Rethinking Social Entrepreneurship and Why it Matters

Janvie Amido

Ubiquitous. Yes, social entrepreneurship is ubiquitous. I first learned of social entrepreneurship a few years ago and I didn’t quite understand the whole meaning and what it is about. I thought that it is for business people who like to party. Over time, that misconception changed. However, I still cannot grasp its real meaning. Is social entrepreneurship a disruption of the status quo? What is it for? And why are majority of my friends from all over the world so inclined to it? Is social entrepreneurship a new trend?

I would like to start by quoting Esha Chhabra of Forbes, she said that “Social impact, social enterprise, impact investing, social innovation – these are all part of a new taxonomy that looks at the crossroads of business and social impact. Buzzwords, some would say. Rethink social. What has worked, what hasn’t? Why?”

I have become more drawn to social entrepreneurship because of my involvement with the Global Shapers Community – a youth wing of the World Economic Forum. Having attended the Vatican Meeting in Overcoming Social and Economic Exclusions two years ago, I was inspired to start Youth First Initiative Philippines. Youth First Initiative is a group of young individuals from different fields of expertise. It is a non-government organization focusing in economic empowerment through social entrepreneurship.

If businesses require the flow of talent, attention, capital and innovation to survive, then social entrepreneurship can be an effective mechanism to influence wider business over time. I think the ongoing debate around social enterprise is an important voice to help shape values – and establish a continuum of what social good looks like. Social enterprise is more than an organizational structure, but a mindset that can exist in both big established businesses and smaller ones.

Social capital is still small but this will grow as consumer demand grows too. We need the constant supply of new entrepreneurs entering the business community to make this happen. Social businesses needs to do its part by upholding good business practices – to steward the capital invested and utilize it wisely and sustainably. Collaborations with big businesses and its pool of specialized professionals can provide assistance and support in achieving this.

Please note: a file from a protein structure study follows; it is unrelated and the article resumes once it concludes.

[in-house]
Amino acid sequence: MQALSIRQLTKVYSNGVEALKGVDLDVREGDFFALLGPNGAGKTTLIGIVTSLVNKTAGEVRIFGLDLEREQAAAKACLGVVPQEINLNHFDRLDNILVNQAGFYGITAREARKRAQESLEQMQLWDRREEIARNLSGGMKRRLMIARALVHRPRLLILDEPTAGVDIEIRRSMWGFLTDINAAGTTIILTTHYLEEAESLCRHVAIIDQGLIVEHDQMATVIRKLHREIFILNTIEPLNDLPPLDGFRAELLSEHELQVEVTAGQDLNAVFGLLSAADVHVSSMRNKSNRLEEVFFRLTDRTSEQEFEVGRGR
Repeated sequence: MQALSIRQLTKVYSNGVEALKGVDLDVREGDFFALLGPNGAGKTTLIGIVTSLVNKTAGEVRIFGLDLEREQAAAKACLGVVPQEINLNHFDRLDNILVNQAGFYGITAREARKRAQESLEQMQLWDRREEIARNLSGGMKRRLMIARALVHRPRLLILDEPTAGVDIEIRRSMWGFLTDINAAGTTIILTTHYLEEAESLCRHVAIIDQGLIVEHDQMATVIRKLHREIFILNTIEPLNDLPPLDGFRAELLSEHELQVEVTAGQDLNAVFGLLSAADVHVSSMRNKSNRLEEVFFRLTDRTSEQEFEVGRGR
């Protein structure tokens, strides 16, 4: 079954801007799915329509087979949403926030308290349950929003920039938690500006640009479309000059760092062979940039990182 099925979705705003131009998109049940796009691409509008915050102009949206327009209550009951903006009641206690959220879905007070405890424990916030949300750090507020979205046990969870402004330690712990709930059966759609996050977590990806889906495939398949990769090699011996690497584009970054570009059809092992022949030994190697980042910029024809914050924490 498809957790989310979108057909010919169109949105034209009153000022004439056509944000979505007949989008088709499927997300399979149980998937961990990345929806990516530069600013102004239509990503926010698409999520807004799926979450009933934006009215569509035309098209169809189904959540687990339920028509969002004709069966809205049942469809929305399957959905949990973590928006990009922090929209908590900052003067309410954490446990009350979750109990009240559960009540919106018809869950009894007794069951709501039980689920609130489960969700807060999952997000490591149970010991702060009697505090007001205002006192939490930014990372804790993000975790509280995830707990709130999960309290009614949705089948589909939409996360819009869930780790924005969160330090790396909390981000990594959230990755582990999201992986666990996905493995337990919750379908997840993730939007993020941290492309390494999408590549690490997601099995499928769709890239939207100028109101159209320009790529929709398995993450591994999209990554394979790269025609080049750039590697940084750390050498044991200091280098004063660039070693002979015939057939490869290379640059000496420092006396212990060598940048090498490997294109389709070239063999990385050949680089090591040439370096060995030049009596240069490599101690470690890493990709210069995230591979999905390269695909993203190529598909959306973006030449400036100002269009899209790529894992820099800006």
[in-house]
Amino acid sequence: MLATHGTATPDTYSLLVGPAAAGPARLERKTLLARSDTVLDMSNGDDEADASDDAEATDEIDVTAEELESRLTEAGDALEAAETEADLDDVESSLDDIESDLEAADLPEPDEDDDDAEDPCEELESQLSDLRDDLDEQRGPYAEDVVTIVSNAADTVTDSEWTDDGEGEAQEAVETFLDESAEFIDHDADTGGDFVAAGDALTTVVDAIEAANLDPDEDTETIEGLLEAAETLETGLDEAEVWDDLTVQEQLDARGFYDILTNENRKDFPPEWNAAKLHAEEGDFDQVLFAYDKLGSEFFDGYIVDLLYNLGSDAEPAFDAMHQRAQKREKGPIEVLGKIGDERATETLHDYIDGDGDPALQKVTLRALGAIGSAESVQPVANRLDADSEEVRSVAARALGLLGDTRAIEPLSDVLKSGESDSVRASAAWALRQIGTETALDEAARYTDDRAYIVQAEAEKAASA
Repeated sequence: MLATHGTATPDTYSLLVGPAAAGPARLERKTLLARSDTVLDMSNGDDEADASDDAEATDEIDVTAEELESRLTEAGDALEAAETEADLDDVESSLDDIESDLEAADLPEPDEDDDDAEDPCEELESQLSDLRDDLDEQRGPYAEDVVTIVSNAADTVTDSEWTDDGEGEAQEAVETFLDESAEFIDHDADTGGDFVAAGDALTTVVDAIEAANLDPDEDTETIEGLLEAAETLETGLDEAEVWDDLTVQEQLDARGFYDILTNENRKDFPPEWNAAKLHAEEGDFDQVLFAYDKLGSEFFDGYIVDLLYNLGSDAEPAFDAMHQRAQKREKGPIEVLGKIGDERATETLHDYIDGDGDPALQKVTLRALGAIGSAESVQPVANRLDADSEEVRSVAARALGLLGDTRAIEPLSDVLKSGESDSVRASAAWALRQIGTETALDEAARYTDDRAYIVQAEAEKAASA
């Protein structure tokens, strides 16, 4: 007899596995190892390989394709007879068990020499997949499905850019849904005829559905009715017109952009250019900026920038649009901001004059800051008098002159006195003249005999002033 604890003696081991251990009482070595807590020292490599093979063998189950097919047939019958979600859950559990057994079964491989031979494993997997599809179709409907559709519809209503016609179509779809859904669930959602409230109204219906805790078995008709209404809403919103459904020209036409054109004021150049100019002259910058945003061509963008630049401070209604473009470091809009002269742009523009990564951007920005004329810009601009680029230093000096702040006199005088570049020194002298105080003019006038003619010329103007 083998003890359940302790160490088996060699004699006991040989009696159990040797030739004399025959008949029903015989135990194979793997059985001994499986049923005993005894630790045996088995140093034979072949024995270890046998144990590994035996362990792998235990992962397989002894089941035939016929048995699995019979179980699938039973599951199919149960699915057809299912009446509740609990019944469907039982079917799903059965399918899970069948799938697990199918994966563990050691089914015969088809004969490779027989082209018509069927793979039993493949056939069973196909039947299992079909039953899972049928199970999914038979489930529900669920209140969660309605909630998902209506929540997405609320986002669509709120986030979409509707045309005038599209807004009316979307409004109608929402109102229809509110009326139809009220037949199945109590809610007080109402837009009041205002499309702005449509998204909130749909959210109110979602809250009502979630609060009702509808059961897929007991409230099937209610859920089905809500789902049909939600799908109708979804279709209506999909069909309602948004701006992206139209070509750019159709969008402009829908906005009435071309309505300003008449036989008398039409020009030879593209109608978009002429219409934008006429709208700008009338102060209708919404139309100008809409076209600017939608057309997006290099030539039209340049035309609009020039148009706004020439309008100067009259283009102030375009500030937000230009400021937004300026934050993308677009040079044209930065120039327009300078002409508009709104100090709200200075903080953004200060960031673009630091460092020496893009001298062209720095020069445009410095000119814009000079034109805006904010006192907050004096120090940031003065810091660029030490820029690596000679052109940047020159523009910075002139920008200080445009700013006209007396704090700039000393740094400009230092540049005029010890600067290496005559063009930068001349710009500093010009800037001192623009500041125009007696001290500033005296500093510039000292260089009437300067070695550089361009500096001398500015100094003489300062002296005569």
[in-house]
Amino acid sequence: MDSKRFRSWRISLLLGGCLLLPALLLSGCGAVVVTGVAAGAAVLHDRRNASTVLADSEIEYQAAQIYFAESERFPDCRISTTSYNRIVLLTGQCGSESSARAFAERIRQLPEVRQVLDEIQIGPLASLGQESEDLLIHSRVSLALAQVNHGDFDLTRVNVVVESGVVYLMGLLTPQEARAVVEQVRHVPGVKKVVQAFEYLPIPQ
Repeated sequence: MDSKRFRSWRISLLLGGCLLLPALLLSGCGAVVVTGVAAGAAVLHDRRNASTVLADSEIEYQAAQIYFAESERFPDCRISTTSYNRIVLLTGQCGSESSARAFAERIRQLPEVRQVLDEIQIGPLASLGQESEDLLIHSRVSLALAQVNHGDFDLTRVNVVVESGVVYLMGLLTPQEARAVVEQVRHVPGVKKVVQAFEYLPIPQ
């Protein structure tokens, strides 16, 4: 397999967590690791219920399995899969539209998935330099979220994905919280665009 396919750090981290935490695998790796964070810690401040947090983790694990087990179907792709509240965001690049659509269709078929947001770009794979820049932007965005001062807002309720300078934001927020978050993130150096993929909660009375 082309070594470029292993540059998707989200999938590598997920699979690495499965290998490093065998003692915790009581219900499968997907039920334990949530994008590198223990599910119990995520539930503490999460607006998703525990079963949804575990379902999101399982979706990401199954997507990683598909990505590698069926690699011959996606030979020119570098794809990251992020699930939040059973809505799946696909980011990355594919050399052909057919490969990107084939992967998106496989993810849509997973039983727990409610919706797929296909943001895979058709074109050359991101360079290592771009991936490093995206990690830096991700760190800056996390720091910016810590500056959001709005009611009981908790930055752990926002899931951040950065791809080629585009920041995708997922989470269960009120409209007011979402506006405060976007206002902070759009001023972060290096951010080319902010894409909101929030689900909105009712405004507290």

Yes, social enterprises disrupt the norm – it diverts our attention from traditional ways of doing things and the traditional purchasing mind set. Progress can then be seen – as a result of thousands of small actions by individuals including actions by those reading this. Yes – you!

Products of Hawid Palanublion, a social enterprise from Iloilo. Photo by Bryan Morit.

Products of Hawid Palanublion, a social enterprise from Iloilo. Photo by Bryan Morit.

What is social entrepreneurship and why it matters

According to my research, it is about using a market-driven business model to address key social and environmental issues and it is an emerging field with diverse and shifting interpretations in business.

Social entrepreneurship is doing business for social good. That is my understanding. It is responsive and does not rely on the shifting priorities of the government and major foundations.

Ashoka defines social entrepreneurship as “individuals with innovative solutions to society’s most pressing social problems. They are ambitious and persistent, tackling major social issues and offering new ideas for wide-scale change. Rather than leaving societal needs to the government or business sectors, social entrepreneurs find what is not working and solve the problem by changing the system, spreading the solution, and persuading entire societies to take new leaps.” So by definition, social entrepreneurship is doing large-scale social innovation across various types of businesses.

If the purpose of the business is to address a social or environmental issue, it is a social enterprise – regardless of its ownership structure. In an article by Mr. Andy Horsnell, he said that social enterprise is a pragmatic position; the world’s problems are far too great to be creating arbitrary silos that limit participation and sharing.

Agreeing to Todres and Lewis, further work needs to focus on the ways in which the sociality of entrepreneurship contributes to bonding social capital. Additional research also needs to investigate ‘bridging social capital’– the sharing of information and resources, and support provided by individuals to others across different social groups.

Social Entrepreneurship is essential because it helps generate social value and social change. Entrepreneurship is more than an economic activity – it is social because it operates within a particular setting defined by relationships and networks.

In conclusion, the bottom line of a social enterprise, the goal by which its success should be evaluated, is in its social and environmental impact.